How delicious: a George W. Bush appointee enforces the law against a Christian. While I have a bit of Schandefreude toward Davis, my main feelings are happiness for the gay couples of Rowan County, Kentucky.


Two days ago I wrote about Kim Davis, the Kentucky county clerk who refuses to issue marriage licenses for gay marriages, claiming (as a member of the Christian Apostolic Church) that she’s answering to God’s authority rather than the government. And this is despite a Supreme Court order that she must issue those licenses.  As I said at the time, she should be fired, though as an elected official this would be hard. Too, the sympathies of the locals are with her, as I saw on the news this morning.

Well, as NBC News reports, Davis will be in court today to face contempt charges, charges that could land her in jail and face a hefty fine.  The arguments of her defenders are unconvincing:

Lawyers for Davis said in court filings late Wednesday that she should not be held in contempt for disobeying the judge’s August order, because she cannot obey it.

“Davis is unable to comply with the order,” her lawyers say, “because it irreparably and irreversibly violates her conscience.” They cite federal court decisions, including a U.S. Supreme Court case, holding that someone cannot be held in contempt when complying with an order is factually impossible.

But complying with that order is not factually impossible—she just doesn’t want to because it conflicts with her religious belief (as do her four marriages, since divorce is against the tenets of her own church).  And court rulings have shown that her type of refusal violates the law:

But the U.S. Supreme Court has held that while public employees have the right to speak out on matter of public concern, just as any citizen would, their First Amendment rights concerning their jobs are different.

“When a citizen enters government service, the citizen by necessity must accept certain limitations on his or her freedom,” the court said in a 2006 decision involving a prosecutor’s comments about the work of his colleagues.

Though that decision involved the First Amendment’s protection of free expression, legal experts say the same principle limits the freedom of religion of public employees.

“She waived any right to have an objection to issuing same-sex marriage licenses when she ran for the job,” said Prof. Steve Vladeck of American University’s Washington College of Law.

Adds Prof. Jonathan Adler of Case Western University School of Law, “Insofar as the state’s definition of an acceptable marriage differs from her own, Davis is obligated to follow the state’s rule so long as she maintains her current office.”

If Davis is exculpated by the court today, and returns to work, it will be a blot on the state of Kentucky—a tacit admission that “God’s law” (whatever that is) is higher than humans’.

Finally, Presidential candidate Mike Huckabee has shamed himself by supporting Davis. According to the Washington Post, he stands behind her:

“I spoke with Kim Davis this morning to offer my prayers and support.  I let her know how proud I am of her for not abandoning her religious convictions and standing strong for religious liberty. She is showing more courage and humility than just about any federal office holder in Washington,” Huckabee said in a statement.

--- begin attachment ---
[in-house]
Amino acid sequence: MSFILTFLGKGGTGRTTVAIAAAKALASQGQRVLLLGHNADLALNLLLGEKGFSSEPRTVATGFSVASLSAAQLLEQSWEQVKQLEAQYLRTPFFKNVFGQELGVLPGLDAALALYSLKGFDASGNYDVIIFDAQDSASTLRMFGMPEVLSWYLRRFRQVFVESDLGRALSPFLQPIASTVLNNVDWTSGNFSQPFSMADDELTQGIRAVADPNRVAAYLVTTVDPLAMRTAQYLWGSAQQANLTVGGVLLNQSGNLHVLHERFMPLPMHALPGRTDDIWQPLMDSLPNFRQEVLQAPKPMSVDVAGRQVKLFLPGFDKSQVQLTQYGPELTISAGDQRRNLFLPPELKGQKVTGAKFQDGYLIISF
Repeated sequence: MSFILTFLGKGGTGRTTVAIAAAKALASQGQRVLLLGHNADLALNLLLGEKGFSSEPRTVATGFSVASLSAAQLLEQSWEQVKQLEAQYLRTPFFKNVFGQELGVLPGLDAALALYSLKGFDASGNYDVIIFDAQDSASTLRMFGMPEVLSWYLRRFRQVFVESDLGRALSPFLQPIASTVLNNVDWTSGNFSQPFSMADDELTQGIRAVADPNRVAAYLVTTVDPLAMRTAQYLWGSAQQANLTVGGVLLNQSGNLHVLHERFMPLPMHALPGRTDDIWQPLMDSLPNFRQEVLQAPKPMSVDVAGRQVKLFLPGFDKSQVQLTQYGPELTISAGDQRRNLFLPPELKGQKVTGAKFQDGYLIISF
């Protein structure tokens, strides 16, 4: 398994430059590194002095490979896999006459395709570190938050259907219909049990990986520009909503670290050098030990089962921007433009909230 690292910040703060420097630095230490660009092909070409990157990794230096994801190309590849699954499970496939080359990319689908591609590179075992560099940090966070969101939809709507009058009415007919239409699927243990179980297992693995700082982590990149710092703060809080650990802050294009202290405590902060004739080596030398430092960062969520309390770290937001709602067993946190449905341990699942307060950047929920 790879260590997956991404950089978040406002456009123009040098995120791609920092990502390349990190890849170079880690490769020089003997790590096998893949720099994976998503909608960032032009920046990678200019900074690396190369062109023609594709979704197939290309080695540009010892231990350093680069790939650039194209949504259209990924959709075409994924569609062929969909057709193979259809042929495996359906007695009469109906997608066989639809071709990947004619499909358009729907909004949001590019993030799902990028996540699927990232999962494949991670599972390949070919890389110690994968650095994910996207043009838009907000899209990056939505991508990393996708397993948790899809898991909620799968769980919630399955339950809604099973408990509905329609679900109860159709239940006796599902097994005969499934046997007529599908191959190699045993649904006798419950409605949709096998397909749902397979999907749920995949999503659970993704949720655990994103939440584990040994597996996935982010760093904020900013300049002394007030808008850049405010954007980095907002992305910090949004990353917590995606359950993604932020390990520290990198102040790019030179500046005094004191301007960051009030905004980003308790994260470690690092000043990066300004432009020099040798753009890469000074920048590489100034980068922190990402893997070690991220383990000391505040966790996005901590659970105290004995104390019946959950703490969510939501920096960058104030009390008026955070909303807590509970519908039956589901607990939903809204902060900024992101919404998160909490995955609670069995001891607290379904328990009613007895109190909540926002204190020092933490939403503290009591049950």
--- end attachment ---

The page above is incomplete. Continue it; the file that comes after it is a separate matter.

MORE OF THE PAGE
Seriously, how can anyone—even Republicans—vote for a man who thinks that it’s okay to flout the Constitution and federal law in favor of “God’s law”.  What a mess that view would produce!


Rowan County Clerk Kim Davis, right, talks with David Moore following her office’s refusal to issue marriage licenses at the Rowan County Courthouse in Morehead, Ky., Tuesday, Sept. 1, 2015. Although her appeal to the U.S. Supreme Court was denied, Davis still refuses to issue marriage licenses. Timothy D. Easley / AP

Comics and convergent evolution in trees

Here’s a recent xkcd strip called “Magic tree”, which has an evolutionary twist:


When you “mouse over” the strip, you see this:

Screen Shot 2015-08-29 at 7.46.04 AM

In other words, artist Randall Munroe is giving a humorous example of “convergent evolution,” in which those trees that most closely resemble cellphone towers are those that leave their genes. This form of evolution would, over time, produce trees that resemble those towers. This example is bogus, of course, because a tree generation lasts a long time—longer than cellphone towers have been around. But if you want to read about real examples of convergent evolution, try the Wikipedia article or Eric Pianka’s nice essay at the University of Texas zoology website.

In WEIT I briefly discuss convergent evolution, giving the famous example of convergence between species of placental mammals and marsupials in Australia. I also give an example from plants: the strong resemblance between cacti in the New World and euphorbs in the old.

But there are also examples in which non-treelike plants have, similar to the example above, evolved to resemble trees. I’ll leave readers to hunt for those, but put your answers in the comments below.

h/t: Steve, John